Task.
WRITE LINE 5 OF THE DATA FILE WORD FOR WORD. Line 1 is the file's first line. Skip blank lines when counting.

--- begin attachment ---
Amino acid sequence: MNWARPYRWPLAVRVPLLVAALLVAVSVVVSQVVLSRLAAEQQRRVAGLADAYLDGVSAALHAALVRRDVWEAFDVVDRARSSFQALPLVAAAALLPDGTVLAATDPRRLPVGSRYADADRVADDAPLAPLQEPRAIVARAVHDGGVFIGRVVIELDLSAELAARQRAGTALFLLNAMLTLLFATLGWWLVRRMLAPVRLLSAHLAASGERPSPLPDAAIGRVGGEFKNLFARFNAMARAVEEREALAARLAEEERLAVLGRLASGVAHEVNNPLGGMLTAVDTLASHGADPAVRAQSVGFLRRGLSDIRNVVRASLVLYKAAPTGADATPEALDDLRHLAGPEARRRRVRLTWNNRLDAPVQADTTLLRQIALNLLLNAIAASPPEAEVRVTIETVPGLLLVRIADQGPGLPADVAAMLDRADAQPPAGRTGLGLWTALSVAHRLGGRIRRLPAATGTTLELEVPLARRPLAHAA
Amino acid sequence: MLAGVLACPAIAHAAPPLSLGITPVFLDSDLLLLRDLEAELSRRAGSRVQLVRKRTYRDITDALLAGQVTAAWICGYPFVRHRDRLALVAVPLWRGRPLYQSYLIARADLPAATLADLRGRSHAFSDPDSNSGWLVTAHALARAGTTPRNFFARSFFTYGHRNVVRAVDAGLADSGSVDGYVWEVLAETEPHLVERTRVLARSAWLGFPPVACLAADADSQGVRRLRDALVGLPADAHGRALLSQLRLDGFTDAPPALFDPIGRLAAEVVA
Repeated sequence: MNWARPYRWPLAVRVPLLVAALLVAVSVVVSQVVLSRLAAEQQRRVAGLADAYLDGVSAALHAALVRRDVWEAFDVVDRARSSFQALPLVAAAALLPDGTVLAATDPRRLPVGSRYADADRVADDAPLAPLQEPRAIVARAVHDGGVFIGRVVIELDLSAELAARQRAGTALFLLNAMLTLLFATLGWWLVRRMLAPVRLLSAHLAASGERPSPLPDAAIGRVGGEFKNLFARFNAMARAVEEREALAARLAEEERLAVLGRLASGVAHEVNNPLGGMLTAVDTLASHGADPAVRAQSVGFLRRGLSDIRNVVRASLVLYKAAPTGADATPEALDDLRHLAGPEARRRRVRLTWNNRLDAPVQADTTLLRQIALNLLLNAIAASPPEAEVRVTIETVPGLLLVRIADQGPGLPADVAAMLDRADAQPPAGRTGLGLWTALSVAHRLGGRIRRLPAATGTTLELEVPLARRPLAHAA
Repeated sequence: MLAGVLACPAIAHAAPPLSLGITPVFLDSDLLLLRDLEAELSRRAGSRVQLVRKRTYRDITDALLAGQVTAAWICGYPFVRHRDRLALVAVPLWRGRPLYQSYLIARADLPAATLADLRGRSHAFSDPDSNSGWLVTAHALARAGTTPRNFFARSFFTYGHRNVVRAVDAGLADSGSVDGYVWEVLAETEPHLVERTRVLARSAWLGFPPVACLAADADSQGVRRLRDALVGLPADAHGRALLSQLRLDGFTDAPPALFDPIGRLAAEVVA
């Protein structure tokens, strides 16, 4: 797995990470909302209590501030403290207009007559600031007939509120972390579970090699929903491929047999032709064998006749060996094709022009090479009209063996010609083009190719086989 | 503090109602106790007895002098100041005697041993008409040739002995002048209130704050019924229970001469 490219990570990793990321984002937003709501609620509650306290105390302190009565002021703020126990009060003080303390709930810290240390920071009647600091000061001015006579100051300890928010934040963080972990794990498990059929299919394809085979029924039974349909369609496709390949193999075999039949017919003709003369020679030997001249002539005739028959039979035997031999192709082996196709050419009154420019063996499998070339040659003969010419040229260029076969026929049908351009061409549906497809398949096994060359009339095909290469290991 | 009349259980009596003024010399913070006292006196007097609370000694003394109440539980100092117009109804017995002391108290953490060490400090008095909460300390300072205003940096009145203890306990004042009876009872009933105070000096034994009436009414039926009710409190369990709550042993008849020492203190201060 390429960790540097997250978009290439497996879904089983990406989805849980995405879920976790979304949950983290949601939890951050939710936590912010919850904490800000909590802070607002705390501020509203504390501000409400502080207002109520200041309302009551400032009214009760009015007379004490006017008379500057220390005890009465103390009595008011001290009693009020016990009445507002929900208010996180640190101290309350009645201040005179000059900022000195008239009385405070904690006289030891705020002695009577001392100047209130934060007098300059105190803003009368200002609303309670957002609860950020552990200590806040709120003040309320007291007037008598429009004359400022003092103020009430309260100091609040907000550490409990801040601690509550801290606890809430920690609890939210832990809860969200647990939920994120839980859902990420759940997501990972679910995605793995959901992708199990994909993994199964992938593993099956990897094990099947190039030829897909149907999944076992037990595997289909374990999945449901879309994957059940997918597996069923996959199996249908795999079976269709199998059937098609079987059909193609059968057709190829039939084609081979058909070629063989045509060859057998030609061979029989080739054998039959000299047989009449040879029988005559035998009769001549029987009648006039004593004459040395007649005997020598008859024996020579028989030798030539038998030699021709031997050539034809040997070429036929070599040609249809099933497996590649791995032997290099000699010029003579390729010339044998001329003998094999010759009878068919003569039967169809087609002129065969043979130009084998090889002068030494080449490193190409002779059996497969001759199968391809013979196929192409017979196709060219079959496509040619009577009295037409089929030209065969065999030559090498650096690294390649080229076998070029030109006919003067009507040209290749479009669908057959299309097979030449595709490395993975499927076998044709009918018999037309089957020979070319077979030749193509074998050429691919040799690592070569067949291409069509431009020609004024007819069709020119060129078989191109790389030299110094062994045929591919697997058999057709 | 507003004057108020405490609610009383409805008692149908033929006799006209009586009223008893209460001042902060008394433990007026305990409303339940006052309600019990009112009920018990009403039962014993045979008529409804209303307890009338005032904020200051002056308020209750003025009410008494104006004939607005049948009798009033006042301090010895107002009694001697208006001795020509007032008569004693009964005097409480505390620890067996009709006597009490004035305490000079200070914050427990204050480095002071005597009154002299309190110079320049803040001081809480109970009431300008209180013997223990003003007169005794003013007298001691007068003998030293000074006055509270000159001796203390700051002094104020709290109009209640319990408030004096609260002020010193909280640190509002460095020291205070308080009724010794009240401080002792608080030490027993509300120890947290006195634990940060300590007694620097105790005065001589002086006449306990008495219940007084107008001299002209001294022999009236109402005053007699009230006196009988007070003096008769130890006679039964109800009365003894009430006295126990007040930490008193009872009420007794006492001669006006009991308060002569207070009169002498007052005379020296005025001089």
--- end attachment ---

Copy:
């Protein structure tokens, strides 16, 4: 797995990470909302209590501030403290207009007559600031007939509120972390579970090699929903491929047999032709064998006749060996094709022009090479009209063996010609083009190719086989 | 503090109602106790007895002098100041005697041993008409040739002995002048209130704050019924229970001469 490219990570990793990321984002937003709501609620509650306290105390302190009565002021703020126990009060003080303390709930810290240390920071009647600091000061001015006579100051300890928010934040963080972990794990498990059929299919394809085979029924039974349909369609496709390949193999075999039949017919003709003369020679030997001249002539005739028959039979035997031999192709082996196709050419009154420019063996499998070339040659003969010419040229260029076969026929049908351009061409549906497809398949096994060359009339095909290469290991 | 009349259980009596003024010399913070006292006196007097609370000694003394109440539980100092117009109804017995002391108290953490060490400090008095909460300390300072205003940096009145203890306990004042009876009872009933105070000096034994009436009414039926009710409190369990709550042993008849020492203190201060 390429960790540097997250978009290439497996879904089983990406989805849980995405879920976790979304949950983290949601939890951050939710936590912010919850904490800000909590802070607002705390501020509203504390501000409400502080207002109520200041309302009551400032009214009760009015007379004490006017008379500057220390005890009465103390009595008011001290009693009020016990009445507002929900208010996180640190101290309350009645201040005179000059900022000195008239009385405070904690006289030891705020002695009577001392100047209130934060007098300059105190803003009368200002609303309670957002609860950020552990200590806040709120003040309320007291007037008598429009004359400022003092103020009430309260100091609040907000550490409990801040601690509550801290606890809430920690609890939210832990809860969200647990939920994120839980859902990420759940997501990972679910995605793995959901992708199990994909993994199964992938593993099956990897094990099947190039030829897909149907999944076992037990595997289909374990999945449901879309994957059940997918597996069923996959199996249908795999079976269709199998059937098609079987059909193609059968057709190829039939084609081979058909070629063989045509060859057998030609061979029989080739054998039959000299047989009449040879029988005559035998009769001549029987009648006039004593004459040395007649005997020598008859024996020579028989030798030539038998030699021709031997050539034809040997070429036929070599040609249809099933497996590649791995032997290099000699010029003579390729010339044998001329003998094999010759009878068919003569039967169809087609002129065969043979130009084998090889002068030494080449490193190409002779059996497969001759199968391809013979196929192409017979196709060219079959496509040619009577009295037409089929030209065969065999030559090498650096690294390649080229076998070029030109006919003067009507040209290749479009669908057959299309097979030449595709490395993975499927076998044709009918018999037309089957020979070319077979030749193509074998050429691919040799690592070569067949291409069509431009020609004024007819069709020119060129078989191109790389030299110094062994045929591919697997058999057709 | 507003004057108020405490609610009383409805008692149908033929006799006209009586009223008893209460001042902060008394433990007026305990409303339940006052309600019990009112009920018990009403039962014993045979008529409804209303307890009338005032904020200051002056308020209750003025009410008494104006004939607005049948009798009033006042301090010895107002009694001697208006001795020509007032008569004693009964005097409480505390620890067996009709006597009490004035305490000079200070914050427990204050480095002071005597009154002299309190110079320049803040001081809480109970009431300008209180013997223990003003007169005794003013007298001691007068003998030293000074006055509270000159001796203390700051002094104020709290109009209640319990408030004096609260002020010193909280640190509002460095020291205070308080009724010794009240401080002792608080030490027993509300120890947290006195634990940060300590007694620097105790005065001589002086006449306990008495219940007084107008001299002209001294022999009236109402005053007699009230006196009988007070003096008769130890006679039964109800009365003894009430006295126990007040930490008193009872009420007794006492001669006006009991308060002569207070009169002498007052005379020296005025001089």